While sitting in my office in deep thought, I was gazing out the sliding glass door to the deck and noticed a wasp that was trapped in the space between the glass door and the screen door. I have no idea how he found himself in that predicament, nor why he simply didn’t backtrack and exit the same way he entered. But after watching for quite some time I realized that without some help he’d probably perish in his self-made prison. So I carefully opened the glass door just enough where I could slide the screen door back by a foot or so, thinking this would give the wasp an easy escape route. But to no avail. The wasp continued to try to escape by flying at the screen mesh, bouncing back, and trying another spot on the mesh. He could see freedom, but he could not fathom how to get there.
There was no questioning his desire: his repeated bursts into the screen had to have given him a pretty good headache (if wasps get such things). It was interesting to note that several times he was within one inch of flying to freedom. But like many humans I know, he was within his comfort zone and not about to venture out. Finally, with some more “careful” assistance on my part, the wasp was finally able to fly away.
Albert Einstein said that the definition of insanity is doing the same thing over and over and expecting a different result. If your head’s been hitting the screen door (or the glass door) for quite some time now, perhaps it’s time to fly a different route. Your desired result may be a lot closer than you think, if you’re willing to venture to new territory.
I don’t fish nearly as often as I’d like to. Not nearly enough to develop real proficiency at casting a rod and reel. Today was like most of my fishing days — my early casts were most likely to be bad casts until I remembered “the hang of it.” After awhile I let my frustration get to me and I let forth with a couple of choice words, accomplishing nothing but maybe for the release of a little steam and scaring the fish (and my guests).
On the other hand, I noticed how our fishing guide handled his occasional bad cast (and he did have some—anyone who casts a lot is going to have some bad ones). He’d simply reel the line in without any emotion and he’d cast again. Comparing his reaction to mine, I realized our guide was a very wise guy. Firstly, he realized that the bad casts don’t really count in the whole scheme of things. You’re going to have good casts and you’re going to have bad casts. Simply forget the bad ones and move on to the good ones — that’s how you catch fish. And secondly, he realized the most important requirement for catching fish is having your bait in the water, which is impossible to do if you’re fuming and fumbling around worrying about your last bad cast.
Had a bad cast lately? Are you ready to cast again and get your bait back in the water?
43 Things is a very interesting site that on my last visit had goals posted from more than 15,000 people in over 1,100 cities. Very kewl!
The weather was gorgeous today at South Ponte Vedra Beach. As I walked along the water line I reflected on the difference between today and the blustery, rainy and cold day earlier this week. Between the two days were some good weather days and some bad weather days. But at South Ponte Vedra Beach this week, as at every other beach in the world, there was at least one constant: every day, good weather or bad weather, the tide rose. And every day, good weather or bad weather, the tide ebbed. Regardless of the weather, the tide moves on.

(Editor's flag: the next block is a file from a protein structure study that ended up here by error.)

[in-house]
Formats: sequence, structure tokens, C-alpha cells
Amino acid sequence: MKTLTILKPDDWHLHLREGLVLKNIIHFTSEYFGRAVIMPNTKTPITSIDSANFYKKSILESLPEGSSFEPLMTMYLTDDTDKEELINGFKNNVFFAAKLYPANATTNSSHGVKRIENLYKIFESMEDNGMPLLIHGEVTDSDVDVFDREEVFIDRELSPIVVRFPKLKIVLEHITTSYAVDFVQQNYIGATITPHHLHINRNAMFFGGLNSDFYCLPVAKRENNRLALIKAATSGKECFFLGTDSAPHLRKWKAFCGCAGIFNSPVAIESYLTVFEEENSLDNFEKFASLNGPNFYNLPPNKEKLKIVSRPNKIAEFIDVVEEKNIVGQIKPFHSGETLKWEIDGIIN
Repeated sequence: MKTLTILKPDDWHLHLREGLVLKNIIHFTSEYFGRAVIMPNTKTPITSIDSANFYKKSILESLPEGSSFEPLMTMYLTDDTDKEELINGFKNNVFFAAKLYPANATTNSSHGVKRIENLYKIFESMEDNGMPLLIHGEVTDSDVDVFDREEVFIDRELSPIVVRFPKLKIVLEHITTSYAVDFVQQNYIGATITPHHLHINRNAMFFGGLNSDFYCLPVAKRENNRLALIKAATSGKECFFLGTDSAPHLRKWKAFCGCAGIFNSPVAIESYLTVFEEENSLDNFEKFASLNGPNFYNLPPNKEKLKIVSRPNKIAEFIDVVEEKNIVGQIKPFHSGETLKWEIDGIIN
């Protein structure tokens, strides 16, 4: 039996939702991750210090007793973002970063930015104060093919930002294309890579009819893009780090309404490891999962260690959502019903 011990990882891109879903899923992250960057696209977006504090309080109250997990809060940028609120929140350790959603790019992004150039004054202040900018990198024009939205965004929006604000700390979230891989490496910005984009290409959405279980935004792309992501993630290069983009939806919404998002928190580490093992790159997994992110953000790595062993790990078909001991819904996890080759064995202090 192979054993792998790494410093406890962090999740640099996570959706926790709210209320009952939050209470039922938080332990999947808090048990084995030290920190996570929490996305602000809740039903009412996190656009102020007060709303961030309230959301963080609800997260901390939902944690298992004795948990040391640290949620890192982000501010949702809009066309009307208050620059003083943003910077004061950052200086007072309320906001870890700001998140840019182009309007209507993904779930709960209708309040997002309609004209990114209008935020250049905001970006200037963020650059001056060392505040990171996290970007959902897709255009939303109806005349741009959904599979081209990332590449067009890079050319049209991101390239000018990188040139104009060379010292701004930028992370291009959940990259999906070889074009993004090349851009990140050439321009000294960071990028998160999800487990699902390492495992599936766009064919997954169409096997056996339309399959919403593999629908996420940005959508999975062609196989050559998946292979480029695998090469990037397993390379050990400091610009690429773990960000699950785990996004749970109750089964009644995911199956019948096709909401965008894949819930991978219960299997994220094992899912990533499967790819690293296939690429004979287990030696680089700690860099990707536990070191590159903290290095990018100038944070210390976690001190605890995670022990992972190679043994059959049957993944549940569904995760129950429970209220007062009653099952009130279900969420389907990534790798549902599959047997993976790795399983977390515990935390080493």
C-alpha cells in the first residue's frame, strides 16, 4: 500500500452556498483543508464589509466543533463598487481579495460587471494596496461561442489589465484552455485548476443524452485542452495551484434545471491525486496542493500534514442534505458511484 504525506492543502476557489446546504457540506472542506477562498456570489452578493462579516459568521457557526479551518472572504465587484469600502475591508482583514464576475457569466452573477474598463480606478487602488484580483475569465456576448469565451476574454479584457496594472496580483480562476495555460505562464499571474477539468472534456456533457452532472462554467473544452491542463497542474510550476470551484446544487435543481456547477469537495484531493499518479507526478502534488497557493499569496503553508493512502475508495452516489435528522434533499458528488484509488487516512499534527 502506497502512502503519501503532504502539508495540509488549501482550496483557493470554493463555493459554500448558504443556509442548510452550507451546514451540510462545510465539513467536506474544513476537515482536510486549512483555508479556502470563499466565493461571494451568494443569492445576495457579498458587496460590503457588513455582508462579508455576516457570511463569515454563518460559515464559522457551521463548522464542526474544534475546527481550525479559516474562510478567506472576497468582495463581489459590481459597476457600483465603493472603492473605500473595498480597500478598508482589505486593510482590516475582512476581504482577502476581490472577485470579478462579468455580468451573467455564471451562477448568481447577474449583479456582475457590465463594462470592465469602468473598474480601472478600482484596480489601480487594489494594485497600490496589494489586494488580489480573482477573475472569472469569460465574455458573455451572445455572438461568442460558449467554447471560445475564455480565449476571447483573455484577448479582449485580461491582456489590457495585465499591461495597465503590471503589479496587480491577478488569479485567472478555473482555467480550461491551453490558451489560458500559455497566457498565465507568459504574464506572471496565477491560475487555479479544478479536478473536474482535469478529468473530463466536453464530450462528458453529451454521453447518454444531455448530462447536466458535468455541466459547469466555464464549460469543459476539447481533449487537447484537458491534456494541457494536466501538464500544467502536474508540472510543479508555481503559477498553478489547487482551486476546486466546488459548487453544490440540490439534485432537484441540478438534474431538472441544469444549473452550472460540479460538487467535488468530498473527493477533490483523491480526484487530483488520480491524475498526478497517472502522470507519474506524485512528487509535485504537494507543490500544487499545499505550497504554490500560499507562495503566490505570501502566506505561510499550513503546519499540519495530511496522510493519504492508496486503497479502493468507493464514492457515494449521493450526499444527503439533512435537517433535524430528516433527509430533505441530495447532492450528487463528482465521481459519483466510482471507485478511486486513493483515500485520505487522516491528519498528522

It occurred to me that I was witnessing several lessons for those days when there seems to be a lot of bad weather in my life. The first lesson is that I could not have judged today to be a gorgeous day unless I had something to compare it to. Hot would be impossible without cold. There could not be an up without a down, an inside without an outside. When you think about it, darkness actually makes daylight possible.
The second lesson is that, like the tide, I need to move on, certain in the knowledge that the bad weather will soon be replaced with a gorgeous, sunny day. The ancient writer of Ecclesiastes told us that there is a season for everything, and we know that the cold, dark days of Winter are always followed by the warm, bright days of Spring.
When we are children and teenagers it is very important that we fit in, that we’re accepted by our peers. This leads us to wear our hair a certain way, don a certain type of clothes, maybe piercings, tattoos, etc. This behavior follows most people into adulthood and throughout their lives. Some people call it the “herd mentality,” but regardless of what you call it, I find it very dangerous to success. In a herd, there’s only one winner, the cow at the front, leading the herd. The lead cow eats first, drinks first and decides where the herd is going.
My study of super-successful people reveals that most, if not all, are “contrarians.” To a large extent, they go against the flow. Edison, Ford, Rockefeller, Churchill, Walton, Gates, Gandhi, King and the list goes on and on — all had reputations as contrarians. Not in the sense that they didn’t get along with people and know how to “build teams,” but in the sense that their thinking was contrary to the “mass-thinking.”
Are you thinking like the masses or like the “world –class?” Are you leading the herd or following the herd? If you’re not out front — now is the time to break out. As it’s been pointed out, the leader of the herd is always experiencing a change of scenery. Those following in the herd are always looking at the same thing. đź™‚